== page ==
We have a book that we found at our house when we moved in called “Kirsten’s World” that is about a girl who comes to pioneer America from Sweden. It’s actually a very good history lesson about the frontier and conflicts with Native Americans and the ways of life in that time. The kids love the pictures (there are lots of horses) and have gotten to the point where they can tell me all about what is going on. It’s really geared toward a pre-teens, but these two toddlers love it.

The other night while I was rocking Grant and reading this book, I tried to actually read the narrative when he looked at me and said “no talk, Mommy.” He then proceeded to tell me what was happening that roughly translated to “boat, sick, ocean, New York.” (People were sick on the ship as it went across the ocean while they traveled to New York). On the next page he reported “no sick” since they were not on the ship any more. I had to chuckle and then I tried to remember what it was like when he couldn’t talk. I soon realized that I really can’t remember.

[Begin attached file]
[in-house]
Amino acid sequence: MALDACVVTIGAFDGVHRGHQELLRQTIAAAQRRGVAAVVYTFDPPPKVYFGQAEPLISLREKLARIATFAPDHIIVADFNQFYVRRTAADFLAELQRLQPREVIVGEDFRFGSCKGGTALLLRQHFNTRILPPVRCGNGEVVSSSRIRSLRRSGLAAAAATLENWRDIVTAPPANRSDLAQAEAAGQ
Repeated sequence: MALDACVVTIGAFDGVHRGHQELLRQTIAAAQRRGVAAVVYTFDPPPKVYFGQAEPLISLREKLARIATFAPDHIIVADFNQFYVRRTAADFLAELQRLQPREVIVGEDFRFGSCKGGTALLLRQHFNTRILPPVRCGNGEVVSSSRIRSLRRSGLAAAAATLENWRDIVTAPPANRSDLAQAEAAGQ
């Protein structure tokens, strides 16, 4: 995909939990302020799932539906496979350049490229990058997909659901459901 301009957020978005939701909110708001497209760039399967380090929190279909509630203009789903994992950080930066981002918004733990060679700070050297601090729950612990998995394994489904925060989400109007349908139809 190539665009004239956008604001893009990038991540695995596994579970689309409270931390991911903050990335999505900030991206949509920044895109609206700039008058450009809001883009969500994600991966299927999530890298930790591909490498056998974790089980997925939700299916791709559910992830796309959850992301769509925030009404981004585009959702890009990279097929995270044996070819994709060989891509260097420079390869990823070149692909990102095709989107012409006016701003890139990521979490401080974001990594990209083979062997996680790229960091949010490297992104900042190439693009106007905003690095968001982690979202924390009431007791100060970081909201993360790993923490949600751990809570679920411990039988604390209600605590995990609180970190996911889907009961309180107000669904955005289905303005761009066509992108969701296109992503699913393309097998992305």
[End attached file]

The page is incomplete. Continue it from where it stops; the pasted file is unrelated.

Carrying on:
I know we had a routine and it worked; they nursed and we read and rocked, but without all the chatter, I can’t remember how we communicated. I know this isn’t the only thing I’m forgetting and I know that this seems like a standard issue with parenting. I can’t remember little details of our way of life that changed rapidly as they do I can remember the milestones – when they sat up, crawled, walked, etc., but can’t remember how things were.

It made me think about what else I’m forgetting. I know that those early days don’t seem as hard as I know they were. I know that the teething nights that seemed so long at the time are just a blip on the radar now. I know that the baby phase was infinitely short and there’s no way to go back. I also think this is by design. I think the short duration and distance from the situation provides a level of amnesia and that’s God’s way of ensuring people have more than one child. Without looking back and saying “that wasn’t so bad” I’m not sure that people would volunteer to do it again.

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